Links to basic and advanced process control information include [www.onesmartclick.com/engineering/chemical-process-control.html], a site maintained by Prashant N. Mhatre.
The University of Newcastle's Chemical Engineering Swot Shop's Course Notes and Learning Resources for Process Control [lorien.ncl.ac.uk/ming/Dept/Swot/connotes.htm] is another resource.
Despite occasional dead links, the sites lead to explanations, interpretations and detailed analyses invaluable to understanding of chemical process control and automation.
Matlab is a computer program from Mathworks used by control engineers for numerical computation and data visualization. A Basics Tutorial [www.engin.umich.edu/group/ctm/ basic/basic.html] is accessible as part of the Control Tutorials for Matlab (CTM) [www.engin.umich.edu/group/ctm/] to help beginners learn how to use Matlab for analysis and design. Additional tools are available through links at Mathtools.net [www.mathtools.net/Applications/Control/Process_Control_Systems/].
Few fields have more acronyms than process control and IT. To get through the alphabet soup, try the Table of Instrumentation Acronyms [www.ctc-control.com/customer /elearning/ref/insttab.asp] from Control Technology Corporation (CTC). CTC's E-Learning Center [http://www.ctc-control.com/customer/elearning/idxelearning.asp #online] provides online tutorials, glossaries, and reference tables of additional acronyms can be accessed. The Acronym Finder [www.acronymfinder.com/] is another place to search with over 310,000 acronyms, abbreviations and initialisms.
For more efficient surfing, use chemindustry.com's search list to narrow the selections [www.chemindustry.com/popular/i/instr.asp]. Each listed link opens to a focused grouping of applicable pages.
Major Web directories also can be useful. For instance, Google's Process Measurement and Control section [directory.google.com/Top/Science/Technology/Chemical_Engineering/Process_Measurement_and_ Control/] includes numerous links as well as links to organizations and societies, and to related categories such as data acquisition and control. Guidance from Google Help Central [www.google.com/help/index.html] may focus a search or introduce tools and services that may assist in finding specific information. Other search engines' peculiarities may prove valuable, such as WiseNut's [www.wisenut.com] ability to cluster query results in categories that are semantically related.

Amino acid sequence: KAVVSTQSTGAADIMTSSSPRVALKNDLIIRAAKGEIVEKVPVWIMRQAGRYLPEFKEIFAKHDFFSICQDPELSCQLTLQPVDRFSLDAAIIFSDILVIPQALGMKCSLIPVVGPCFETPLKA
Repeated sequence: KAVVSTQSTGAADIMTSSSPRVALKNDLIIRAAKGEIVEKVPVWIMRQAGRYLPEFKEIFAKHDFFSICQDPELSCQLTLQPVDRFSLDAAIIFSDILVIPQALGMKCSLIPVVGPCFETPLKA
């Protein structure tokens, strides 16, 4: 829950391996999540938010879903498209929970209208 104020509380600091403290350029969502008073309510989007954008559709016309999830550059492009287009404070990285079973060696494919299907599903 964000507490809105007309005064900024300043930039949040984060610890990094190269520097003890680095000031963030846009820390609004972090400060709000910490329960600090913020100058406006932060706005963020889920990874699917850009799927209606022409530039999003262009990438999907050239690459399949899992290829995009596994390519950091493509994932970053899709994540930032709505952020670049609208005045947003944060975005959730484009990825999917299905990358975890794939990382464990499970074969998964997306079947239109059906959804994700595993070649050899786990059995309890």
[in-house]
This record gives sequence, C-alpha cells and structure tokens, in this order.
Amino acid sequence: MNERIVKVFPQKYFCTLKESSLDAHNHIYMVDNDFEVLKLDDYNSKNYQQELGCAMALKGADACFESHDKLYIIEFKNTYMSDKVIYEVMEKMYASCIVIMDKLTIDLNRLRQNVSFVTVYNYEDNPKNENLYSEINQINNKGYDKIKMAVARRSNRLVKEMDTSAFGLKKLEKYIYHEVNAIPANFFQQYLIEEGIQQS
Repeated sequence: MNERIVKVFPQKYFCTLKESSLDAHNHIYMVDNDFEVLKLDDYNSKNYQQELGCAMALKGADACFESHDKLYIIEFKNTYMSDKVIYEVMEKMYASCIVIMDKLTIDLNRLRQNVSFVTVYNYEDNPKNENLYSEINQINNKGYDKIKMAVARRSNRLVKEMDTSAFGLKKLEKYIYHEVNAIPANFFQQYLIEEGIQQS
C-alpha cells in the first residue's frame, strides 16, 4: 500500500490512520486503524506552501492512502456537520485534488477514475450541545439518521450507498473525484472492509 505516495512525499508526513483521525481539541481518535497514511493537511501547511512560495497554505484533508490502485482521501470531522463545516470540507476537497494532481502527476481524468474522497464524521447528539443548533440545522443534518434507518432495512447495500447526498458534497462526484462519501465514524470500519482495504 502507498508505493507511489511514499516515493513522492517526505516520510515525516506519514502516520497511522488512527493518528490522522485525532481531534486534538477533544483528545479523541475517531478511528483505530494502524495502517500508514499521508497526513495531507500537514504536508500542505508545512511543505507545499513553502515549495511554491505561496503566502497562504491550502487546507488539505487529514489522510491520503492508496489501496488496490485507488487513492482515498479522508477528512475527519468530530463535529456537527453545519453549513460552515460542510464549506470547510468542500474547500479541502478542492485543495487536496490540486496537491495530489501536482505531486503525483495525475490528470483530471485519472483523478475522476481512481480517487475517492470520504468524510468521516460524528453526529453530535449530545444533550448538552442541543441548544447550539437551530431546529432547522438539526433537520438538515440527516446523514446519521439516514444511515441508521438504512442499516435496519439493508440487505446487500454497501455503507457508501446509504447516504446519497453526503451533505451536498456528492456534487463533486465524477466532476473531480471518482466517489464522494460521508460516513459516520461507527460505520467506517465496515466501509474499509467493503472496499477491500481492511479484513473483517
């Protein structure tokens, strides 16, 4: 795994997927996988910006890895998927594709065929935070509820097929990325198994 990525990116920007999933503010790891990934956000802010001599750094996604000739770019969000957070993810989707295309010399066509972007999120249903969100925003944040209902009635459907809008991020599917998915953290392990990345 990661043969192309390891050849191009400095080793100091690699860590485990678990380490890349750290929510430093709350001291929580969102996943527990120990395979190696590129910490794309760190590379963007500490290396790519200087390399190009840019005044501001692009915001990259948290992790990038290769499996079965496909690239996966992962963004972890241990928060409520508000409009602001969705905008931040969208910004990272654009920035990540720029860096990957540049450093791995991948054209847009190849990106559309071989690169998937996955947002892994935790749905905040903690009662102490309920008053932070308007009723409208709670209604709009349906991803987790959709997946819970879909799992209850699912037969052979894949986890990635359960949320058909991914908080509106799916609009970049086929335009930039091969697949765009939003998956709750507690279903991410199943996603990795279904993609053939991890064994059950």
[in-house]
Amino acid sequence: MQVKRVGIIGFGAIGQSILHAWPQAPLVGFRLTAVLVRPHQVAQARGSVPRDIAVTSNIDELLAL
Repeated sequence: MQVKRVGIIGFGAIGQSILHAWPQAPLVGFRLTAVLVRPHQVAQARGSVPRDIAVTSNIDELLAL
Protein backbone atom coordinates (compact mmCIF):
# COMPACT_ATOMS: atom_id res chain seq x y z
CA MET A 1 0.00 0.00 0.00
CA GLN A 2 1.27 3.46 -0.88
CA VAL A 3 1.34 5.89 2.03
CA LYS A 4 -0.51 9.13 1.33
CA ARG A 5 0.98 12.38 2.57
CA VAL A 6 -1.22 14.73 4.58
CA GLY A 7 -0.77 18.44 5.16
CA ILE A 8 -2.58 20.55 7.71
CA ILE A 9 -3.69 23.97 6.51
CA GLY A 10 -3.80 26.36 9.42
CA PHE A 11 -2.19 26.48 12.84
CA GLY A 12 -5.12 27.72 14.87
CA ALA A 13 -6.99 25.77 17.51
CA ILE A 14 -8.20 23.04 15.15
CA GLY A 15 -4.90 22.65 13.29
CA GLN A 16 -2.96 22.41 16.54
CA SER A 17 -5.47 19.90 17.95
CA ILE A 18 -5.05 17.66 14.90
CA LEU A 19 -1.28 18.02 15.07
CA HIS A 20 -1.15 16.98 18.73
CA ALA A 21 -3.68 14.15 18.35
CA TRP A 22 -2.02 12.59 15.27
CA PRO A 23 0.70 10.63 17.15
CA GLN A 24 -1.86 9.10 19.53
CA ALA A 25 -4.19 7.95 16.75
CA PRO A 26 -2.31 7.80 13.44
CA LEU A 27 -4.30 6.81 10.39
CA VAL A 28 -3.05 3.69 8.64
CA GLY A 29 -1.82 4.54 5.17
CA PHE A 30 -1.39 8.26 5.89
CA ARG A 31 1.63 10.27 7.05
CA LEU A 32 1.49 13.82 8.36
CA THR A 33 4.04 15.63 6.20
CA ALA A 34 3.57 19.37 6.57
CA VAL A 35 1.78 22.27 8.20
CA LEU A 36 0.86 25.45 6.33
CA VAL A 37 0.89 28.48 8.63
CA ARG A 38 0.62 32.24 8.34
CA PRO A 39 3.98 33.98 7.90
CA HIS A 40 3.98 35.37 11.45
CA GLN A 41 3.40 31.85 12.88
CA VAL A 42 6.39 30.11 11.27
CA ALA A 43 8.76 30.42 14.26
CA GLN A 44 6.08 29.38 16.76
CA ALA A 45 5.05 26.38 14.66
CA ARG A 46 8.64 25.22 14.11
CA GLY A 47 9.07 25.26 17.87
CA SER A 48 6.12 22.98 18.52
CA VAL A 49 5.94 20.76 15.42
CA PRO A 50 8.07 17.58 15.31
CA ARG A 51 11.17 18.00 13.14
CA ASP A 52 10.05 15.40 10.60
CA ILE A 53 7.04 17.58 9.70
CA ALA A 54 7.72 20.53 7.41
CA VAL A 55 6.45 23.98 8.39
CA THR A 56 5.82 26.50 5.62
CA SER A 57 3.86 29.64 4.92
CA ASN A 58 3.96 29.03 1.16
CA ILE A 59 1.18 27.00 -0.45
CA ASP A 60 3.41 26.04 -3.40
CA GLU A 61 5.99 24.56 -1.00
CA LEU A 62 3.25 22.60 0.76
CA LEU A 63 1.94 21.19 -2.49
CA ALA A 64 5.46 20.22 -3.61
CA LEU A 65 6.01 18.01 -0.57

The Web is a great place to share thoughts and ask questions about control and instrumentation. A number of forums or bulletin boards are dedicated to discussing the subjects. Some are membership (registration) based, while others are open. A modest amount of advertising is sometimes included. The forums include Process Measurement and Control [www.network54.com/Hide/Forum/30020], one of the Network54 interactive communities. The discussion is dedicated to the process industries: power, pulp and paper, pharmaceutical and chemical. PID is a popular subject.
The Engineering Tips forums [www.eng-tips.com/] include Programmable Logic Controllers (PLCs) [www.eng-tips.com/gthreadminder.cfm/lev2/11/lev3/47/pid/791] and Measurement & Control Instrumentation [www.eng-tips.com/gthreadminder.cfm/lev2/26/lev3/78/pid/698], as well as ISA Code Issues [www.eng-tips.com/gthreadminder.cfm/lev2/83/lev3/84/pid/196] and a specific Chemical Engineers area [www.eng-tips.com/gthreadminder.cfm/lev2/7]. The forums are for engineering professionals and discussions are independent and focused. Posting in the forums is a member-only feature, but the forums can be read without registering first.
Ocaso Technology Ltd.'s APC-network. com [www.apc-network com/] is a virtual community for Advanced Process Control (APC) technology in the Refining and Petrochemical industry. Registration (free) is required for access to the forum. The site also serves as a portal for APC technology by presenting relevant and up-to-date information collated, organized, and provided through a single source.
Control.com [www.control.com/] is an online global community of control and automation professionals. In addition to a discussion forum, the site includes a page [http://www.control. com/links_page] with a variety of links that cover topics, questions, equipment, information resources and directories. There is also an email version, The A-List [www.control.com/control_ com/alist/]is for the discussion of automation topics, including PLCs, plant networks, and other automation concerns. Both Control. com forum and the A-List are moderated to avoid commercial exploitation. Both are open to end users, the trade press, students and suppliers.By Alan E. Hodel, Internet Columnist